In a report published on Aug. 4, RBC Senior Economist Robert Hogue said recent data from real estate boards underlines that higher interest rates are beginning to take a “huge toll” on the market.
Hogue said that with further hikes to come, prices will likely continue to slide in the coming months.
That prediction, it should be noted, goes against a report from Royal LePage last month which painted a rosier forecast for sellers in which values would more or less holding for the rest of the year following some declines in the second quarter.
“Our expectations for further hikes by the Bank of Canada—another 75 basis points to go in the overnight rate by the fall— will keep chilling the market in the months ahead,” Hogue said. “We expect the downturn to intensify and spread further as buyers take a wait-and-see approach while ascertaining the impact of higher lending rates. Canada’s least affordable markets Vancouver and Toronto, and their surrounding regions, are most at risk in light of their excessively stretched affordability and outsized price gains during the pandemic.”
The Bank of Canada has hiked the overnight lending rate by 225 basis points since March and has warned that further hikes will be necessary given that inflation remains at a near 40-year high.
In his report, Hogue pointed out that the housing correction “now runs far and wide across Canada” but he said that it is particularly pronounced in the costlier markets of Toronto and Vancouver.
In fact, Hogue said that housing resale activity in Toronto is at its slowest pace in 13 years, outside of the early days of the COVID-19 pandemic.
The stockpile of available homes is also up 58 per cent from a year ago, he noted.
“With more options to choose from and higher interest rates shrinking their purchasing budgets, buyers are able to extract meaningful price concessions from sellers,” he said, pointing out that the average price of a home in the GTA is down 13 per cent from March. “We expect buyers to remain on the defensive in the months ahead as they deal with rising interest rates and poor affordability.”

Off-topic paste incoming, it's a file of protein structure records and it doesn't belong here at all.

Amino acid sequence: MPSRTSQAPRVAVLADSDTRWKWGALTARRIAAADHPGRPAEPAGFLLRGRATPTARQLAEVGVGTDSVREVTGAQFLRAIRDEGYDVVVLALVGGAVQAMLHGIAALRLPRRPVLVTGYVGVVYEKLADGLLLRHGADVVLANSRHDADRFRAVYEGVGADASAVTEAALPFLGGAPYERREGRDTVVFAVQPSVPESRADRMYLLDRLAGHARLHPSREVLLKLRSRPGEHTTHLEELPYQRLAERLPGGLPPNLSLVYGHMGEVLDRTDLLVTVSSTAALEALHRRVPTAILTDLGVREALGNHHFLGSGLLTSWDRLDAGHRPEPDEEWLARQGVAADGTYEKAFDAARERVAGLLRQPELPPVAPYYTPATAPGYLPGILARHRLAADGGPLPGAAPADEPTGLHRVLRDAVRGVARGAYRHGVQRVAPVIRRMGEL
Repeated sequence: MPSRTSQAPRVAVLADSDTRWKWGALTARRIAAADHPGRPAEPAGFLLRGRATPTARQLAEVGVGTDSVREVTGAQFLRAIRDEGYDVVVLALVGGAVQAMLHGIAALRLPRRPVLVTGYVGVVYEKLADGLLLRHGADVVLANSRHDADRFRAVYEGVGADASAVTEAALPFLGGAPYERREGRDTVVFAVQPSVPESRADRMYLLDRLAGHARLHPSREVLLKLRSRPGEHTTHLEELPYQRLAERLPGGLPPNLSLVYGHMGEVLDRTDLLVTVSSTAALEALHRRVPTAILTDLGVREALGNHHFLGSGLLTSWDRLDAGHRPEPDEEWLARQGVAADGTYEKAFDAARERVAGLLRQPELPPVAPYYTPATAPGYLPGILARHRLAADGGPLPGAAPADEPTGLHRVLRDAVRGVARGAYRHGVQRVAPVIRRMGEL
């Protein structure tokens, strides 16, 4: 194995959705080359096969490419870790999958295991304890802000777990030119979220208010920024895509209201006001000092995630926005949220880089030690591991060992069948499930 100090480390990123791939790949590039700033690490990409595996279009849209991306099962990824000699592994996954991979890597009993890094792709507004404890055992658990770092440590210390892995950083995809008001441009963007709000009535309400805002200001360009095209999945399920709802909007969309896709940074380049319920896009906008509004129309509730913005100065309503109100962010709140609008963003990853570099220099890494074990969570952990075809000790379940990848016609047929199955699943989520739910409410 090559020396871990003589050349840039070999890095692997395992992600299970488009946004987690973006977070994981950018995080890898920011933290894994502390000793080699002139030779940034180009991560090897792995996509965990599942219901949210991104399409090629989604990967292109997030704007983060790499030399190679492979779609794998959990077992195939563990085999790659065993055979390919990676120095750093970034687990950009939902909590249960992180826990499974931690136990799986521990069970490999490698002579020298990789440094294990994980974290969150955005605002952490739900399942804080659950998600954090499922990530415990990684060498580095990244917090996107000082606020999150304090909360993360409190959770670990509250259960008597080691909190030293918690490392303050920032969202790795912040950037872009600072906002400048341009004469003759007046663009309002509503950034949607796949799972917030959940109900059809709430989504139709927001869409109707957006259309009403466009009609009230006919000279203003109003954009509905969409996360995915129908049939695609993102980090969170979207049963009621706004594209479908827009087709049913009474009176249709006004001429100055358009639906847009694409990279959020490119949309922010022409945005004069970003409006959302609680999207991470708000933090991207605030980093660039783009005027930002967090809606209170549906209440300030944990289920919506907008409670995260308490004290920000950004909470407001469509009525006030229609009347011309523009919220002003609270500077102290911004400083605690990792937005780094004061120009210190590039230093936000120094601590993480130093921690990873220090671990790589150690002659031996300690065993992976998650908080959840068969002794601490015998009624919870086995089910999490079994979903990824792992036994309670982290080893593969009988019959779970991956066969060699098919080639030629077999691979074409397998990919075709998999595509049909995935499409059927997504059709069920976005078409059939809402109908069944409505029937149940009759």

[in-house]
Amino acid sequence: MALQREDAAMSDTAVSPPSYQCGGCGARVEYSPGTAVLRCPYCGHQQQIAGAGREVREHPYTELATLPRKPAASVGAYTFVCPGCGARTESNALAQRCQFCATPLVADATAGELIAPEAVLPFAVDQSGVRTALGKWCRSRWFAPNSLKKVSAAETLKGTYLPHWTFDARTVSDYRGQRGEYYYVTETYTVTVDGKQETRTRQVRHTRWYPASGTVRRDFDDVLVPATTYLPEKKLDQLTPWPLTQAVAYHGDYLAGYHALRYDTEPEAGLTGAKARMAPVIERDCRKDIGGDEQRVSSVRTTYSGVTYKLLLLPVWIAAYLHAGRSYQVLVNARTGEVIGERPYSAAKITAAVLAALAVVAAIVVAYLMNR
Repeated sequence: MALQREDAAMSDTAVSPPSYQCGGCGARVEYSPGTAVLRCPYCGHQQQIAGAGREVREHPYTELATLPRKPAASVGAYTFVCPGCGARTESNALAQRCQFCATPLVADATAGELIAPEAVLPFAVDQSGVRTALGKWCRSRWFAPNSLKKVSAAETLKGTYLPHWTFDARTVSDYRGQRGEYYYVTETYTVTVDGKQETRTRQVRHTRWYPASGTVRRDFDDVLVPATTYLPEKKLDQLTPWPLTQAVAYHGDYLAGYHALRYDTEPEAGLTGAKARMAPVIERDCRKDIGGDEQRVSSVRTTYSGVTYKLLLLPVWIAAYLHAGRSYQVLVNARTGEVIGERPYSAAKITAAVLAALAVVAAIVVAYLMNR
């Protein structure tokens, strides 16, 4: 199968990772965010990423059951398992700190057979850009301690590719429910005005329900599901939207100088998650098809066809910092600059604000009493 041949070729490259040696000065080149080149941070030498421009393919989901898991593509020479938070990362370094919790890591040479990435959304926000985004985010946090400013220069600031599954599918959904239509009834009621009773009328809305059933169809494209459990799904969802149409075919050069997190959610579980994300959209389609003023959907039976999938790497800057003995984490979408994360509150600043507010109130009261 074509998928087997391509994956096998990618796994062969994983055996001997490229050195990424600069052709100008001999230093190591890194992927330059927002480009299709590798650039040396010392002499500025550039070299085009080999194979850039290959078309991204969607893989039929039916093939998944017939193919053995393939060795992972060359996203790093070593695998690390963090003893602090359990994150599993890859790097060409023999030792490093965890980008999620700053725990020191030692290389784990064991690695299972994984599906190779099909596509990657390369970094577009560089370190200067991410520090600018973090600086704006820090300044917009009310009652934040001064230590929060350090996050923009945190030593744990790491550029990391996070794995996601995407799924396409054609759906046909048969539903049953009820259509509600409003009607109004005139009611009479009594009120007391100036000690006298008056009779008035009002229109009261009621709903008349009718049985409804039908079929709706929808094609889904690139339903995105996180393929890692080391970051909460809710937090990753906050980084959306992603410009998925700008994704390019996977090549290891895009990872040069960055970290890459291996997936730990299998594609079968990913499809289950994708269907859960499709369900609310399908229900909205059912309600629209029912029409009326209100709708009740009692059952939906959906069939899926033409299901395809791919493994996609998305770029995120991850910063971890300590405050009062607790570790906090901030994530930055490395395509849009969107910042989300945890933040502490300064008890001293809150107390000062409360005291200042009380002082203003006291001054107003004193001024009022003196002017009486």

While Hogue did say that condos in the City of Toronto are likely to remain “relatively more resilient” he said that prices elsewhere will continue to fall for the time being, especially in the 905 belt “where property values soared during the pandemic.”
The July data from TRREB suggested that the average price of a home in the GTA was still up one per cent from July, 2021.
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Canada Revenue Agency plans email blitz to get Canadians to cash outstanding cheques worth $1.4-billion – The Globe and Mail
The Canada Revenue Agency (CRA) is planning a massive e-mail notification campaign to reach Canadians across the country who have uncashed cheques worth a net $1.4-billion.
The e-mail notifications will target recipients of the Canada child benefit and related provincial and territorial programs, as well as recipients of the GST/HST credits and the Alberta Energy Tax Refund.
The CRA said it plans to send approximately 25,000 e-mails in August, another 25,000 in November and a further 25,000 e-mails by May, 2023.
However, even without receiving an e-mail notification, the agency said a taxpayer can check if they have a cheque by logging into My Account, a secure portal on its website to check if they have an uncashed cheque over a period of six months. It added that representatives can also view uncashed cheques of their clients.
Each year, the CRA said it issues millions of payments to Canadian taxpayers in the form of refund benefits. These payments are issued by either direct deposit or by cheque.
“Over time, payments can remain uncashed for various reasons, such as the taxpayer misplacing the cheque or even a change of address which did not allow for delivery,” the agency said in a statement.
The CRA said since the e-mail notification initiative was first launched in February, 2020, about two million uncashed cheques valued at $802-million were redeemed by May 31, 2022.
The average amount per uncashed cheque is $158 with some of them dating as far back as 1998, the agency said.
As of May, 2022, there were an estimated 8.9 million uncashed cheques with the CRA. In May, 2019, about five million Canadians had an estimated 7.6 million uncashed cheques.
“As government cheques never expire or stale date, the CRA cannot void the original cheque and re-issue a new one unless requested by the taxpayer,” the statement read. “These upcoming e-notifications are to encourage taxpayers to cash any cheques they have in their possession.”
The agency said taxpayers can register for the direct deposit option on its website to receive payments directly into their bank accounts.